Global Employer Services Newsletter September 2020

The impact of COVID-19 on tax residence in Spain

Criteria of the Spanish Tax Administration

The Spanish Tax Administration has stated that the permanence of individuals in Spanish territory during the State of Alarm due to COVID-19 will be taken into consideration for the purpose of determining tax residence in Spain for personal income tax purposes.

Specifically, to reach this conclusion, the Spanish Tax Administration has analysed a case of a married couple who arrived in Spain from the Lebanon in January 2020. The couple intended to stay in Spain for a three-month period but were unable to return to their country at the end of that period, due to the declaration of the State of Alarm in Spain by the COVID-19.

Given that the Lebanese Republic is a tax haven, the Spanish Tax Administration apply the residence rules established in the Spanish Personal Income Tax regulations and not in the international tax treaties signed by Spain.

In the aforementioned resolution, the Spanish Tax Administration concludes that "the days spent in Spain by the couple, due to the State of Alarm, would be taken into account, so if they stayed more than 183 days in Spanish territory during the year 2020, they would be considered Spanish tax residents"; although "they could return to their home country once the State of Alarm ends", which occurred on 21 June 2020.

This resolution has generated a great deal of controversy. Especially considering that from the beginning of 2020 until the end of the State of Alarm (in place from 15 March to 21 June 2020) is 174 days compared to the limit of 183 days established by the Tax regulation for a person to be considered a tax resident in Spain.

OECD criteria contrary to Spanish Tax Administration

The Spanish Tax Administration takes a criteria contrary to the one recommended by the Organization for Economic Cooperation and Development (OECD). In this regard, the OECD advocated excluding from consideration days taxpayers spent outside their home territory due to COVID-19 mobility limitation measures. Specifically, it recommended countries stop counting those days to determine tax residence, so that this temporary dislocation should not have any tax consequences.

The OECD considers the COVID-19 pandemic to be a force majeure that prevents people from moving between countries, as noted in its recommendation paper Analysis of Tax Treaties and the Impact of the COVID-19 crisis.

Tax consequences of being considered a tax resident

Individuals, who have spent more than 183 days in Spanish territory because of the State of Alarm in Spain due to the COVID-19, could be deemed as tax residents in Spain.

The fact that the Spanish Tax Administration considers someone tax resident is extremely relevant, since it has consequences on various taxes:

  • A tax resident in Spain is subject to the Personal Income Tax on all worldwide income for income tax and Wealth Tax Purposes.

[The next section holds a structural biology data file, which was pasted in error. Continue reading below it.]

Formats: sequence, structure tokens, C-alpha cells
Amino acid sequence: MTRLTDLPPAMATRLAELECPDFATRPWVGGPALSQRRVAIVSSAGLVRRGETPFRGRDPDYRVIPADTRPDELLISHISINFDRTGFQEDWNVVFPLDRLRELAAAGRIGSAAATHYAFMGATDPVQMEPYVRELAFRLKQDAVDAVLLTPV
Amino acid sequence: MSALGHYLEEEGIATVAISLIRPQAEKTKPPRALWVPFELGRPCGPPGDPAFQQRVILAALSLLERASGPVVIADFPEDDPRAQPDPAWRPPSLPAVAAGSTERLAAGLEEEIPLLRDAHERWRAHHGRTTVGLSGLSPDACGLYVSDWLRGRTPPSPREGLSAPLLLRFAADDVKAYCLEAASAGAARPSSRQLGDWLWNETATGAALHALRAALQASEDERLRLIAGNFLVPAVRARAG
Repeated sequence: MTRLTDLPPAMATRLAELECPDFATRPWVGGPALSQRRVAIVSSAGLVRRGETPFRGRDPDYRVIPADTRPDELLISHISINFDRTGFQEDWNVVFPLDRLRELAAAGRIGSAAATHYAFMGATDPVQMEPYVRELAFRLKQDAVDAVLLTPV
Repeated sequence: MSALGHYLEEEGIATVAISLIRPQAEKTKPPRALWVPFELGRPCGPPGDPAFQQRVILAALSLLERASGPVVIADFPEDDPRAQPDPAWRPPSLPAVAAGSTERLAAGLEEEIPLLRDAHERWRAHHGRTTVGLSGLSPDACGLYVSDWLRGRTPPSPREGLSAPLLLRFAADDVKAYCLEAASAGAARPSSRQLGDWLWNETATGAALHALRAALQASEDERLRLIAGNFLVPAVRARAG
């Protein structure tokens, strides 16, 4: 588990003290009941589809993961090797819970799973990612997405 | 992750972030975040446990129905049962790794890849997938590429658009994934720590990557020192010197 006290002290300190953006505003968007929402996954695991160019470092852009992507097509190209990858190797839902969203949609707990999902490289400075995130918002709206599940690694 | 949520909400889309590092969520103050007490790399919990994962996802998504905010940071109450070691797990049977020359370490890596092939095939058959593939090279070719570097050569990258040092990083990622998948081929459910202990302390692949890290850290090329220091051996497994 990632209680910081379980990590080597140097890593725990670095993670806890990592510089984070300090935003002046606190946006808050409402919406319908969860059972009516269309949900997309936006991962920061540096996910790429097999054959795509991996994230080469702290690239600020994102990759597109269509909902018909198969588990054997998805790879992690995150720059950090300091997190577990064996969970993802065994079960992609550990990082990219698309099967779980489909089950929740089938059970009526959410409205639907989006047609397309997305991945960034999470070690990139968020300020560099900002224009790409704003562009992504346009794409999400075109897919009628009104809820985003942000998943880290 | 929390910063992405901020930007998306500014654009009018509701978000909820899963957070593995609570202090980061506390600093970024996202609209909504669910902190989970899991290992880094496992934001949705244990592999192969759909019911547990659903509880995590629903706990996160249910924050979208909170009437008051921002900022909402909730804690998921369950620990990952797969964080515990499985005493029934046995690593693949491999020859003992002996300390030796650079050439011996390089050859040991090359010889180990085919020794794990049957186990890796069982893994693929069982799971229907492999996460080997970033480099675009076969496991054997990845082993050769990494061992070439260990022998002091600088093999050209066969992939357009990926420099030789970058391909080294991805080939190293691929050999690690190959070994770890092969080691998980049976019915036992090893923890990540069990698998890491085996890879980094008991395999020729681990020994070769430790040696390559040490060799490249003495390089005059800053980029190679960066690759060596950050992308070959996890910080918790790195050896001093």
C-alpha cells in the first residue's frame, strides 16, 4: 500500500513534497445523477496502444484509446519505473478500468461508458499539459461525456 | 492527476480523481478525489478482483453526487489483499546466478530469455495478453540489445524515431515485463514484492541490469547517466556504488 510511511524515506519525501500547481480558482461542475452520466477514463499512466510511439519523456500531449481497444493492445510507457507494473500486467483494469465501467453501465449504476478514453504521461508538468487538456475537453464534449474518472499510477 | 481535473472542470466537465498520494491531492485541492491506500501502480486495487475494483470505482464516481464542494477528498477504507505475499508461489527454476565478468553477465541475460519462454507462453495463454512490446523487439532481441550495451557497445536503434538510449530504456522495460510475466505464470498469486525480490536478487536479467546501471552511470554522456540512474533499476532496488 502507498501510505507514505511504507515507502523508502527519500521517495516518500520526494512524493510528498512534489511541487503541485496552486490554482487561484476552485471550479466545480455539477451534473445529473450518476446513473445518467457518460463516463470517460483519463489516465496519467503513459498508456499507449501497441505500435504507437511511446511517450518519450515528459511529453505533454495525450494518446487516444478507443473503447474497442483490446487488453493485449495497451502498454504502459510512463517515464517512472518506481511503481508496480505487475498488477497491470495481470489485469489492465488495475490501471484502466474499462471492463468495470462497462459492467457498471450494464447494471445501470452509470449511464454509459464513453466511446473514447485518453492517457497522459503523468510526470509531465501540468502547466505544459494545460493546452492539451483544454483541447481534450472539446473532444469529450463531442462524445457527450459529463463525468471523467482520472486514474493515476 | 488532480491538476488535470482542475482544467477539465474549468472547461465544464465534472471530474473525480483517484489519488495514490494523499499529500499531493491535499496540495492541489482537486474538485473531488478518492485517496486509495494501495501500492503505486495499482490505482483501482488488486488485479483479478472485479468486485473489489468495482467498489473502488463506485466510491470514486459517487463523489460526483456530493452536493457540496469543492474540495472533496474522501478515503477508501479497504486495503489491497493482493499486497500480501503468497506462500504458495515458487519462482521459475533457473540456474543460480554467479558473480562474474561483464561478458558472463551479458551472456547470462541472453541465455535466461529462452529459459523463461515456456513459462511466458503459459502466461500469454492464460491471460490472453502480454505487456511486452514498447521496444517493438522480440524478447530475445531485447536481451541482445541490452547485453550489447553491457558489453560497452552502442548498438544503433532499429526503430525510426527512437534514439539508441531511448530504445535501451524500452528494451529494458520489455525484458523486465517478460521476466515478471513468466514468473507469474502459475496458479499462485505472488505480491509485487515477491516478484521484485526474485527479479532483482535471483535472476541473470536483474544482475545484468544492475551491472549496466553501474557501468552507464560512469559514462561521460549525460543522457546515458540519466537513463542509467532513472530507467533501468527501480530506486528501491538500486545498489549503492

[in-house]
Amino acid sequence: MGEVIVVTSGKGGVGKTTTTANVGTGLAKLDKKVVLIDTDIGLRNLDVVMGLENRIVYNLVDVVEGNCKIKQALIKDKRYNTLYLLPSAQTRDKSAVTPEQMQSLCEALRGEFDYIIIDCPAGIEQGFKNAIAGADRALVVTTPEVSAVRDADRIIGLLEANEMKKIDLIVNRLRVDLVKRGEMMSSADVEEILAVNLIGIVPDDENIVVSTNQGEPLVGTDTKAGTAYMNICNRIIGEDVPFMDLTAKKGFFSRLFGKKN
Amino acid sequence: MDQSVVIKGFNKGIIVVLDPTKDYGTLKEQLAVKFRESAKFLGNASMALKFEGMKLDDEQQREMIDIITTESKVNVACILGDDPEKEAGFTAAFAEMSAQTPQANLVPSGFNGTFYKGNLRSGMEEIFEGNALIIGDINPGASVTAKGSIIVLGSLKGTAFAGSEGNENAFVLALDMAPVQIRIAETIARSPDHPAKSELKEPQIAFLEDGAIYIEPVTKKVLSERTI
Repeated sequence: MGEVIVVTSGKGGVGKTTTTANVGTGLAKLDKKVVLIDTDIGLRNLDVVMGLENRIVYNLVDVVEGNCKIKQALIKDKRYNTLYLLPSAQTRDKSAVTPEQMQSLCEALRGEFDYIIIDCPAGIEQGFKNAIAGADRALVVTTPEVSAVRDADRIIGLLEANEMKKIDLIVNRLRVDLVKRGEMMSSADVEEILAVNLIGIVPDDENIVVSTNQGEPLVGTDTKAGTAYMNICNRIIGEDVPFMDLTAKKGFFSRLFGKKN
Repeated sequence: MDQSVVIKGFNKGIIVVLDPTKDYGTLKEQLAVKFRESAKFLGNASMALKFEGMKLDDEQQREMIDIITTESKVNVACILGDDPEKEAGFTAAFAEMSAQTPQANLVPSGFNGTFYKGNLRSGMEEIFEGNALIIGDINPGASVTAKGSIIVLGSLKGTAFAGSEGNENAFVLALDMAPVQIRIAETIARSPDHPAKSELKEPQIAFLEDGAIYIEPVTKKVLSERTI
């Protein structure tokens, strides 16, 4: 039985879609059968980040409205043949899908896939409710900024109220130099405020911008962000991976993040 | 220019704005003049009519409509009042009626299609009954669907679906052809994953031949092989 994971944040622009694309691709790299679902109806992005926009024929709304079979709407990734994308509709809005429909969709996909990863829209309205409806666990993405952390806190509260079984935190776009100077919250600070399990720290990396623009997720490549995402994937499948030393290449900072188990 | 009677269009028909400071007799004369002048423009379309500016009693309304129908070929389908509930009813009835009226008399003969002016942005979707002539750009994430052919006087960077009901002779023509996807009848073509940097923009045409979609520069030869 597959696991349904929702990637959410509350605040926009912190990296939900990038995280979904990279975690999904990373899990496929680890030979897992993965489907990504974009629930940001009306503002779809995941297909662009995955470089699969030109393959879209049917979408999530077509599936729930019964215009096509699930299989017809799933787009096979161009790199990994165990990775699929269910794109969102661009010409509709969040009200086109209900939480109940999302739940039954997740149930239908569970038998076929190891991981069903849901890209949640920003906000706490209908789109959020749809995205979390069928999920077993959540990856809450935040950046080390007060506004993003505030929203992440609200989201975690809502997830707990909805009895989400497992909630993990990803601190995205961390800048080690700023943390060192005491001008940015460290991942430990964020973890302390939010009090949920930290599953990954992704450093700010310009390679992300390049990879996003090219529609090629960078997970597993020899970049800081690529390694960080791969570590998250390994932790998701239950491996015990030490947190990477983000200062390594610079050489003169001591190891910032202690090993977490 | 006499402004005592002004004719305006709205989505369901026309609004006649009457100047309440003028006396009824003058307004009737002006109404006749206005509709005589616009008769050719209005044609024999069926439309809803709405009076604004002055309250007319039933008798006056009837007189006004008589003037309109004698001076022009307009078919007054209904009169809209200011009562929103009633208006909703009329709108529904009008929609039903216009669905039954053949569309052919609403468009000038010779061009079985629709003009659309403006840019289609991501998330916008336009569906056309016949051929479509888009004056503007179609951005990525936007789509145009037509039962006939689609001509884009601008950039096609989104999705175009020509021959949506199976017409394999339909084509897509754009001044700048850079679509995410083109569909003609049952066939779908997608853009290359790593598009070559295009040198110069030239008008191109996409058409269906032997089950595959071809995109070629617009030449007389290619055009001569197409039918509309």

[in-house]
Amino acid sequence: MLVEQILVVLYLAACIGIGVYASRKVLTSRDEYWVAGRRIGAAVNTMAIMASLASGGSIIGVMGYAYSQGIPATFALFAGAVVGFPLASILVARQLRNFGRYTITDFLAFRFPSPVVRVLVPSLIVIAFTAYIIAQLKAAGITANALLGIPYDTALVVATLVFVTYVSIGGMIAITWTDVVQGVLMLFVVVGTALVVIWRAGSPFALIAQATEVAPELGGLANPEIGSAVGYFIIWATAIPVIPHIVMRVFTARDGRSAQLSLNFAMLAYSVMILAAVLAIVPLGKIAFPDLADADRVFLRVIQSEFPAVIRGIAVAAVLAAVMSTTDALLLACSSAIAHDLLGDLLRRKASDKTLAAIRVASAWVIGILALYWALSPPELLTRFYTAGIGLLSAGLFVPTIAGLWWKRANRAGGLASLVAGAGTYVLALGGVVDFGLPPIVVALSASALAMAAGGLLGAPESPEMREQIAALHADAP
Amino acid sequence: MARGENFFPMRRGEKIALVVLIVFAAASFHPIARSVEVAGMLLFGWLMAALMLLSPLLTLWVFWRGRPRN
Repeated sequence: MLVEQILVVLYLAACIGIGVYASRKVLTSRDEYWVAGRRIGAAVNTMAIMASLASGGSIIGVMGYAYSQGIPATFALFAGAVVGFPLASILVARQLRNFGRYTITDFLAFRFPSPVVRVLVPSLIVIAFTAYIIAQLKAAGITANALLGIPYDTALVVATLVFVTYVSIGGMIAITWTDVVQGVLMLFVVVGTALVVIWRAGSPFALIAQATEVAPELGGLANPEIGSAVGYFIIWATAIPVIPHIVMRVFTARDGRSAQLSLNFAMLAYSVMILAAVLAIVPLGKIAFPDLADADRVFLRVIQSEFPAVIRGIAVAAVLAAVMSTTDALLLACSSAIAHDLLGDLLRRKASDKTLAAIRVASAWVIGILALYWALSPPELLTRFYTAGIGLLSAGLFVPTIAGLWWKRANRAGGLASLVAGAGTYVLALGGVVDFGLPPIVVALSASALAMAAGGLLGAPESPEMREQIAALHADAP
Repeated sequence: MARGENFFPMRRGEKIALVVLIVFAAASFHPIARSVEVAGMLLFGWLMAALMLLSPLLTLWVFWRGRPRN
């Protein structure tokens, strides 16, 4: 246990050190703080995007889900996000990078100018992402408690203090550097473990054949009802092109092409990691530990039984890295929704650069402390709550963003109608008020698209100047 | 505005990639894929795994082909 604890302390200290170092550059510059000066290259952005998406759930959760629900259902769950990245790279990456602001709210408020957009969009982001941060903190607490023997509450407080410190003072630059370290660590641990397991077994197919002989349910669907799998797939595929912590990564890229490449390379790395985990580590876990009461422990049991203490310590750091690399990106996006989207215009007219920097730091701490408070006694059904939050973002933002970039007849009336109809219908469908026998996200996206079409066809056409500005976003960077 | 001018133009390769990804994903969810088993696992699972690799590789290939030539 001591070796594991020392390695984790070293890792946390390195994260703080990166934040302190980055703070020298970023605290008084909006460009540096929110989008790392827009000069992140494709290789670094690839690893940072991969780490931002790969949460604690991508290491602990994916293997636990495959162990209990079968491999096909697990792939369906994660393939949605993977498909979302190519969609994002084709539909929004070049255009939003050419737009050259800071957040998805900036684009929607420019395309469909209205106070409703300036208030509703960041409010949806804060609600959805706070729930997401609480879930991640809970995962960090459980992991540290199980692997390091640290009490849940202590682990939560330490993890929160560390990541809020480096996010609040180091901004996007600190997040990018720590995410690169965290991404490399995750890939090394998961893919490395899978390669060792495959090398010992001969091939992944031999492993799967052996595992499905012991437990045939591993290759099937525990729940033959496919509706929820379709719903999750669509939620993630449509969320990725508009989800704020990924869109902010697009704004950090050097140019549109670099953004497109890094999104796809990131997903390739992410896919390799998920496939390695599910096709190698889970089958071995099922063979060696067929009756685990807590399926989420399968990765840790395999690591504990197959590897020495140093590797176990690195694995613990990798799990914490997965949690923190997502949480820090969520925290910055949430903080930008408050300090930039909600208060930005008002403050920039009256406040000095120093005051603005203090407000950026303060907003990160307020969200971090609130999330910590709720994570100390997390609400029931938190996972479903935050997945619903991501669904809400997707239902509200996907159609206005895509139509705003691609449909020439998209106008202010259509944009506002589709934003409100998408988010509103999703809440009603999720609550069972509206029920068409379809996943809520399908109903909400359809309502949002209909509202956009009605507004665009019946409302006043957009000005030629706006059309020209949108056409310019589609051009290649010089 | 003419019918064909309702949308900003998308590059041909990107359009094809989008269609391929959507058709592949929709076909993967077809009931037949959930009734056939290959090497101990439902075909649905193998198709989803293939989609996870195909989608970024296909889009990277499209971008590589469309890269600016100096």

• In addition, these taxpayers could have to submit a report of assets and rights abroad. This tax obligation requires Spanish tax residents to report the assets and rights they hold abroad when their value (for each group of goods) exceeds €50,000.
  • Finally, the condition of tax resident could even mean the obligation to pay taxes on inheritance and gift tax for the goods and rights received in any country.

It should be noted that it may trigger an issue of double residency and therefore double taxation. That is, it can occur in cases where an individual is considered to be a tax resident in Spain because they have spent more than 183 days in Spanish territory due to the COVID-19 and, in turn, is considered to be a tax resident in his home country (assuming that the home country taxes worldwide income).

In these cases, to avoid the residence conflict and the consequent double taxation that could arise, it is possible to resort to the double taxation treaties signed by Spain, which could not be possible in the case of tax residents in a territory considered by the Spanish legislation as a tax haven.


In short, this is a very debatable criterion of the Spanish Tax Administration. This interpretation also clashes with the international recommendations that are being issued. Moreover, let us not forget that there is no approved regulation in this respect. Therefore, the criterion of Spanish Tax Administration is a mere administrative interpretation of a Spanish regulation that has not changed.

In order to avoid being considered a tax resident in Spain based on the days spent in Spain because of COVID-19, individuals will have to justify to the Spanish Tax Administration that their intention from the outset was to return to their home country, but that the State of Alarm prevented them from doing so. However, individuals could have to litigate and the burden of proof falls on them.

Carlos Lopez                                          

Ignacio Gridilla